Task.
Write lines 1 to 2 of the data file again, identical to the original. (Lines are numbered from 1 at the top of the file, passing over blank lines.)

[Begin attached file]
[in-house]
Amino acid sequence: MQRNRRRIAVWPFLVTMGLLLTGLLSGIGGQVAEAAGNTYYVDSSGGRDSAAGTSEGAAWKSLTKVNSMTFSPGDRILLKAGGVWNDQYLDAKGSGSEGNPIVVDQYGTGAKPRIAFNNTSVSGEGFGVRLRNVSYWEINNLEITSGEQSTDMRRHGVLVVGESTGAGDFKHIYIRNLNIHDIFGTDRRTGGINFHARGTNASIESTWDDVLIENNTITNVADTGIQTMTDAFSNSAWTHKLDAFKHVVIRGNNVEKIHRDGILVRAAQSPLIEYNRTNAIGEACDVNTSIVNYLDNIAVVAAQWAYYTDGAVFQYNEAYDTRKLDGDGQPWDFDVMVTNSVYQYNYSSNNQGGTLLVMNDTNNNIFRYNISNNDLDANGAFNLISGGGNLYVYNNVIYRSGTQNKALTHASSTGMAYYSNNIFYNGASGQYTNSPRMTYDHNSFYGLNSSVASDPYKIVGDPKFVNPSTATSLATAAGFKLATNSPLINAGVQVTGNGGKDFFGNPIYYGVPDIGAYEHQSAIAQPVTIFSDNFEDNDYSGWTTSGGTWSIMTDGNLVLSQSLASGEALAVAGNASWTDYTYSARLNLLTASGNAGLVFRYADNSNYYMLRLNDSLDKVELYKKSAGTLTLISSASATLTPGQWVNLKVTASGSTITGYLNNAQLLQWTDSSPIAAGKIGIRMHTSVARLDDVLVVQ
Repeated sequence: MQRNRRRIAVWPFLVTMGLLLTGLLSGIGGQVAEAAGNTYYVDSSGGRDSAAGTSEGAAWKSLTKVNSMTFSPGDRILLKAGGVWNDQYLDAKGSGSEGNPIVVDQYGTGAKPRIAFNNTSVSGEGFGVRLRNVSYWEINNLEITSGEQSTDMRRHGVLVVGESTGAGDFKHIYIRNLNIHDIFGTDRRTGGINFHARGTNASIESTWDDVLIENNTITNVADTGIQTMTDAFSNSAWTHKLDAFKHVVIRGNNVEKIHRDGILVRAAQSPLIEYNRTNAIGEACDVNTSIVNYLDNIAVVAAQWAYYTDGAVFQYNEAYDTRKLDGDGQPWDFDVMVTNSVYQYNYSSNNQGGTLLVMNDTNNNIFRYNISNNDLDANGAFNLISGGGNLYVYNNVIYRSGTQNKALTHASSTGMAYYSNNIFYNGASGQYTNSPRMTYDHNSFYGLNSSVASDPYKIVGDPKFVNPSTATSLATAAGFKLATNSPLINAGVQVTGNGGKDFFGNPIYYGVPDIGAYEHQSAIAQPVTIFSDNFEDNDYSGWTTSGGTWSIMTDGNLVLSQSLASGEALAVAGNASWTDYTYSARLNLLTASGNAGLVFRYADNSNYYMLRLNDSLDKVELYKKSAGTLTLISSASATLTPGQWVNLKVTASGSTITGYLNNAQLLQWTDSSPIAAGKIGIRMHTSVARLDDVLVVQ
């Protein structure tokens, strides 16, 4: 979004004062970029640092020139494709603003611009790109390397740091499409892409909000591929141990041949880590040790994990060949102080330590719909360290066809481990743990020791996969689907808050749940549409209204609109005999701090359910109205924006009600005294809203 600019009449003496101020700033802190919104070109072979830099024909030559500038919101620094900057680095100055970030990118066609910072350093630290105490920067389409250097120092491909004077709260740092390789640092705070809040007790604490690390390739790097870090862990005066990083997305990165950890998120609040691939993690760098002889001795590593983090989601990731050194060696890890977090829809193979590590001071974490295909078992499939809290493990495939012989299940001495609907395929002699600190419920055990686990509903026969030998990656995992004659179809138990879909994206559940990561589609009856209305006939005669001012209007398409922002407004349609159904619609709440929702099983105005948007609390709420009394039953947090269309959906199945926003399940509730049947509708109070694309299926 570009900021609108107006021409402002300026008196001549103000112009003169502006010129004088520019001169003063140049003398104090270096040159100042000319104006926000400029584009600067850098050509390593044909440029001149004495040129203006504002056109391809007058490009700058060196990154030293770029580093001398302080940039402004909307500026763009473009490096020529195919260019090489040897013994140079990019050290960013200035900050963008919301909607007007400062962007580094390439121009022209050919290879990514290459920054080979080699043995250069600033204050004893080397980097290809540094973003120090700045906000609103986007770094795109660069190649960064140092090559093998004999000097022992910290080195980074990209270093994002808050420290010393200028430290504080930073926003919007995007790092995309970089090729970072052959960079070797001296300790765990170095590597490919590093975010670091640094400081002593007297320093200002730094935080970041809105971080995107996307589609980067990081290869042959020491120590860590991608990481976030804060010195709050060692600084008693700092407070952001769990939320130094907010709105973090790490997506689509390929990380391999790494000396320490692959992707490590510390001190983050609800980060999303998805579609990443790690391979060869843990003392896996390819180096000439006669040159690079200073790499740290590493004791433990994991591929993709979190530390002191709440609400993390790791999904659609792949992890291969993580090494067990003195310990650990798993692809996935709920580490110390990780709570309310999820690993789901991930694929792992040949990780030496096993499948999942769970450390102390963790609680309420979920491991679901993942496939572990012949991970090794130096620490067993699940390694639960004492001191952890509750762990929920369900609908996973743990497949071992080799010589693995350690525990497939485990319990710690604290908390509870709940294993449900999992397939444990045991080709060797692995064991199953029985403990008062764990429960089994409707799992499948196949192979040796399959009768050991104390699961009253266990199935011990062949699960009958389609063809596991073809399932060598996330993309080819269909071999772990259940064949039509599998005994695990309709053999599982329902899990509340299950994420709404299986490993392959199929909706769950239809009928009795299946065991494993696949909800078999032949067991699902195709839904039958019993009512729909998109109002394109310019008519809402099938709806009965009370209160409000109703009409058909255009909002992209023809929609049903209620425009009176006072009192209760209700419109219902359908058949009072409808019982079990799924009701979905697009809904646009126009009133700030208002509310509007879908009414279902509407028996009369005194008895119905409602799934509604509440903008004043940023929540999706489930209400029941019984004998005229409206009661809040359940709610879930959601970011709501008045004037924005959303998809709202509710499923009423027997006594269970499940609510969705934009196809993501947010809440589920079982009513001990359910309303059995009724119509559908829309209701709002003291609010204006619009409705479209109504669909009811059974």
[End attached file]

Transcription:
[in-house]
Amino acid sequence: MQRNRRRIAVWPFLVTMGLLLTGLLSGIGGQVAEAAGNTYYVDSSGGRDSAAGTSEGAAWKSLTKVNSMTFSPGDRILLKAGGVWNDQYLDAKGSGSEGNPIVVDQYGTGAKPRIAFNNTSVSGEGFGVRLRNVSYWEINNLEITSGEQSTDMRRHGVLVVGESTGAGDFKHIYIRNLNIHDIFGTDRRTGGINFHARGTNASIESTWDDVLIENNTITNVADTGIQTMTDAFSNSAWTHKLDAFKHVVIRGNNVEKIHRDGILVRAAQSPLIEYNRTNAIGEACDVNTSIVNYLDNIAVVAAQWAYYTDGAVFQYNEAYDTRKLDGDGQPWDFDVMVTNSVYQYNYSSNNQGGTLLVMNDTNNNIFRYNISNNDLDANGAFNLISGGGNLYVYNNVIYRSGTQNKALTHASSTGMAYYSNNIFYNGASGQYTNSPRMTYDHNSFYGLNSSVASDPYKIVGDPKFVNPSTATSLATAAGFKLATNSPLINAGVQVTGNGGKDFFGNPIYYGVPDIGAYEHQSAIAQPVTIFSDNFEDNDYSGWTTSGGTWSIMTDGNLVLSQSLASGEALAVAGNASWTDYTYSARLNLLTASGNAGLVFRYADNSNYYMLRLNDSLDKVELYKKSAGTLTLISSASATLTPGQWVNLKVTASGSTITGYLNNAQLLQWTDSSPIAAGKIGIRMHTSVARLDDVLVVQ